An RCMP photo showing a number of logs with tarps draped over them. Two red jugs of accelerant are visible at the bottom of the photo. (RCMP photo)

An RCMP photo showing a number of logs with tarps draped over them. Two red jugs of accelerant are visible at the bottom of the photo. (RCMP photo)

PHOTOS: RCMP say jugs of accelerant, partly-cut trees found along Morice West Forest Service Road

Police also found fuel-soaked rags and stacks of tires covered by tarps

The Royal Canadian Mounted Police (RCMP) have entered into a criminal investigation following a number of safety hazards found along the Morice West Forest Service Road.

In a Jan. 8 press release police say they found partially-cut trees and tire stacks covered in tarps in close proximity to jugs of accelerants and fuel-soaked rags between the 39.5 to 44 kilometre points on the road while conducting foot patrols.

That stretch of the road is in close proximity to the Gidimt’en checkpoint, located at the 44-kilometre mark.

The RCMP say they are entering into a criminal investigation pursuant to Section 247 of the Criminal Code for Traps Likely to Cause Bodily Harm.

That section of the Charter states that anyone who “sets or places a trap, device or other thing that is likely to cause death or bodily harm to a person; or … being in occupation or possession of a place, knowingly permits such a trap, device or other thing to remain in that place” is guilty of an indictable offense and liable to imprisonment for a term of not more than five years or is guilty of an offence punishable on summary conviction.

READ MORE: Coastal GasLink posts 72-hour notice to clear way in northern B.C.

“[Officers] noted some trees that were partly cut in readiness for felling. This creates a hazard where these trees can fall unexpectedly due to wind,” the release reads.

“Three stacks of tires were also noticed in the vicinity of the fallen trees, each covered by tarps and trees, and containing several jugs of accelerants – gasoline, diesel, oil, kindling and bags full of fuel soaked rags.”

RCMP say the items of concern have been brought to the attention of the hereditary chiefs and they have been advised of the criminal investigation.

“While the RCMP respects the rights of individuals to peaceful, lawful and safe protest, within the terms set by the BC Supreme Court in the injunction, our primary concerns are public and police officer safety,” the release continued.

READ MORE: Coastal GasLink posts 72-hour notice to clear way in northern B.C.

“We will take steps to ensure that those who unlawfully interfere with or threaten the safety of any person or property may be held accountable in accordance with the laws of Canada. This applies to demonstrators, industry employees and contractors, as well as the general public.

“We want to emphasize that we are impartial in this dispute and our priority is to facilitate a dialogue between the various stakeholders involved. We remain hopeful that these efforts will result in a resolution.”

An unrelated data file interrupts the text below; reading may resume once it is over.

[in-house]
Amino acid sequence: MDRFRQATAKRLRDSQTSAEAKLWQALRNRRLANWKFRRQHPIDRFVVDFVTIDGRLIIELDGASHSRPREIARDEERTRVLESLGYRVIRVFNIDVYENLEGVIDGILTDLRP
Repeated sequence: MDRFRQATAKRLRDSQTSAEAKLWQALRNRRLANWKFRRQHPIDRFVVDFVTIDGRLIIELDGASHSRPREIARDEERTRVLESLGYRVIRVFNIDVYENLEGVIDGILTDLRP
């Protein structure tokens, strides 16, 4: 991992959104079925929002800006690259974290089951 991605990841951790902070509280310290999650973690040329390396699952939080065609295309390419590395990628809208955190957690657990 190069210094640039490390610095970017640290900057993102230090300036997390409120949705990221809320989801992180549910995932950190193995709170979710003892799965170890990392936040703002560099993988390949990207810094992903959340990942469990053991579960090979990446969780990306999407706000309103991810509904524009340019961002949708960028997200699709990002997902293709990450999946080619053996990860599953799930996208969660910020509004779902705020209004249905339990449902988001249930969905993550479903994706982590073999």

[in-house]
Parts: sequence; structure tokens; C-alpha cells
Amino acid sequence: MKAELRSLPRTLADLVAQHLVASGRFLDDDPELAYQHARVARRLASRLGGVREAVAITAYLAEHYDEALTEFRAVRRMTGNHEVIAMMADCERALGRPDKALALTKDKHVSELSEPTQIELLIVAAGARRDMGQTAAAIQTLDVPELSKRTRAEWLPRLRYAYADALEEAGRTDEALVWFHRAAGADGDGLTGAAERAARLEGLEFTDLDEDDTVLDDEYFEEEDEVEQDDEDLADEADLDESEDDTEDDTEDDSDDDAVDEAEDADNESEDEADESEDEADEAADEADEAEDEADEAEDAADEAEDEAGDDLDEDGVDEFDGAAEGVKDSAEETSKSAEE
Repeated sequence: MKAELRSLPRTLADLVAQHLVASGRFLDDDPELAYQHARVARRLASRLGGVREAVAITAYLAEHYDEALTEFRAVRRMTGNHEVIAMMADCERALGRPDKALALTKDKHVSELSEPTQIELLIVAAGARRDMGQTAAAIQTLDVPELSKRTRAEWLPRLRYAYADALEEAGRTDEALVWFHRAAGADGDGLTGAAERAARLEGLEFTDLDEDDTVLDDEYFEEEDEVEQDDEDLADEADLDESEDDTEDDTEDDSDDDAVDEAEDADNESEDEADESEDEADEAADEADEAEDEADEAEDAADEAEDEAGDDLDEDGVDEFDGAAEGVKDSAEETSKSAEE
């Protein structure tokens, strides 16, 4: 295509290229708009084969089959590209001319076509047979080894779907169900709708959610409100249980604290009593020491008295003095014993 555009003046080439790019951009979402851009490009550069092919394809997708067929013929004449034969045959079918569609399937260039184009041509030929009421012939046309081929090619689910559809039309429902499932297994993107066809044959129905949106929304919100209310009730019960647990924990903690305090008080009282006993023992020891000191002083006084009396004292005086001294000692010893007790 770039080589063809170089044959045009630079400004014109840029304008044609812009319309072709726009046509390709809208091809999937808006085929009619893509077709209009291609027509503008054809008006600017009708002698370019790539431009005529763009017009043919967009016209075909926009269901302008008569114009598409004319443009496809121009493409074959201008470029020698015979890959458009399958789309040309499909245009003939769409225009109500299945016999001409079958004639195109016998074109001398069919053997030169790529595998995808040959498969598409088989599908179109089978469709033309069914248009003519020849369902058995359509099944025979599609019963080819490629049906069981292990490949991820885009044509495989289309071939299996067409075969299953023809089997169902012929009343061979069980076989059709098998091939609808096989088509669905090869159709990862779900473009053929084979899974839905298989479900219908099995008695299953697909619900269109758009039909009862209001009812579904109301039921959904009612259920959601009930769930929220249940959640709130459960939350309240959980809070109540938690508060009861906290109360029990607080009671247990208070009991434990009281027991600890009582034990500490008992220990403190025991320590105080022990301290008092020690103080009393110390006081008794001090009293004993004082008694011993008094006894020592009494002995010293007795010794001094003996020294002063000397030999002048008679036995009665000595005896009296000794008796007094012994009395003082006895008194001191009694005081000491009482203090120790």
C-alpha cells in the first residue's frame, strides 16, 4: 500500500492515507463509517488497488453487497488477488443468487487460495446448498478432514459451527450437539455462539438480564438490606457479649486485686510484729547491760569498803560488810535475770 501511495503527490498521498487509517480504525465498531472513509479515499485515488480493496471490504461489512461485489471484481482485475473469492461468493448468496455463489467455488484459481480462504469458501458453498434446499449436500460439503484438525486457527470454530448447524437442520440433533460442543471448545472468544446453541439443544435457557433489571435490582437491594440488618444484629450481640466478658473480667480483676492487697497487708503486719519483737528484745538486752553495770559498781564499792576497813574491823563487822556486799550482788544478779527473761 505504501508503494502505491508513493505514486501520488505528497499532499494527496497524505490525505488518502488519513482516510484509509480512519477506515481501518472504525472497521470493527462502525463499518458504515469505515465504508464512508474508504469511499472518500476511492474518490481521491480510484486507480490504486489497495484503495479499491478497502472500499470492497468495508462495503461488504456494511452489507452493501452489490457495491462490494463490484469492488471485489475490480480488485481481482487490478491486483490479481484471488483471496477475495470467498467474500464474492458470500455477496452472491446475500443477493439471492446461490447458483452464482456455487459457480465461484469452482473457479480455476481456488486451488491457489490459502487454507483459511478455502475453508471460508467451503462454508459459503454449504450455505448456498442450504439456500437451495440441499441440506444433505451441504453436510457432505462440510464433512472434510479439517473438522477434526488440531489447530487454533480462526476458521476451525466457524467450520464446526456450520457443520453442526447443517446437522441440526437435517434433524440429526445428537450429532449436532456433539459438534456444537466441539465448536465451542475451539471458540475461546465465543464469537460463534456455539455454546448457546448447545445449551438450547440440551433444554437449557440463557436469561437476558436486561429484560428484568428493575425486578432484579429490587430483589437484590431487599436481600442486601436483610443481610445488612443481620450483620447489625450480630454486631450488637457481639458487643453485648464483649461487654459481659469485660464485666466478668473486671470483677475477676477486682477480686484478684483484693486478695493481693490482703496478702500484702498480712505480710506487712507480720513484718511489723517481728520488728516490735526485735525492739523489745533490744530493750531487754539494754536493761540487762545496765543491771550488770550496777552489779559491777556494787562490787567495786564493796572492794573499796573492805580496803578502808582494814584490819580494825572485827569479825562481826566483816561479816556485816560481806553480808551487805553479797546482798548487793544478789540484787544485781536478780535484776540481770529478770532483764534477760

Coastal GasLink (CGL) addressed the RCMP statement in a Jan. 9 media release, with President David Pfeiffer called the findings extremely disappointing.

“Coastal GasLink respects the rights of individuals to peacefully and lawfully protest so long as their activities do not jeopardize the safety of the public, our employees, our contractors, or the RCMP,” said Mr. Pfeiffer.

“Our primary concern is the safety of all users of this public forestry road, including those who wish to protest our activities. Unlawful actions that put people at risk for serious harm are dangerous, reckless and unacceptable, and do not reflect peaceful protest.

“Once again, I invite Chief Na’Moks to meet with Coastal GasLink so we can try to find common ground and a mutually agreeable solution that ensures the safety of all involved and that results in a peaceful resolution.”

It is currently unclear who placed the hazards in the location.

In a Jan. 7 press conference hereditary chief Na’Moks addressed the felled trees, however at that time the presence of the safety hazards cited by the RCMP in their press release were not known to The Interior News.

“Those trees that were put across the road were for our safety,” he said. “We must look at the history of the RCMP one year ago and what they did to our people and the guests in our territory.

“Last year when they came in with their armed personnel willing to shoot our people. Do we want that again? This is for our safety, we have done this.”

The Interior News has reached out to the Wet’suwet’en hereditary chiefs for comment on the RCMP’s announcement they are entering into a criminal investigation following the discovery of the hazards outlined in their press release.



trevor.hewitt@interior-news.com

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A photo of a partially-cut tree along the route released by the RCMP in their Jan. 8 press release. (RCMP photo)

A photo of a partially-cut tree along the route released by the RCMP in their Jan. 8 press release. (RCMP photo)

The RCMP say the road is blocked with a number of felled trees. (RCMP photo)

The RCMP say the road is blocked with a number of felled trees. (RCMP photo)

(RCMP photo)

(RCMP photo)

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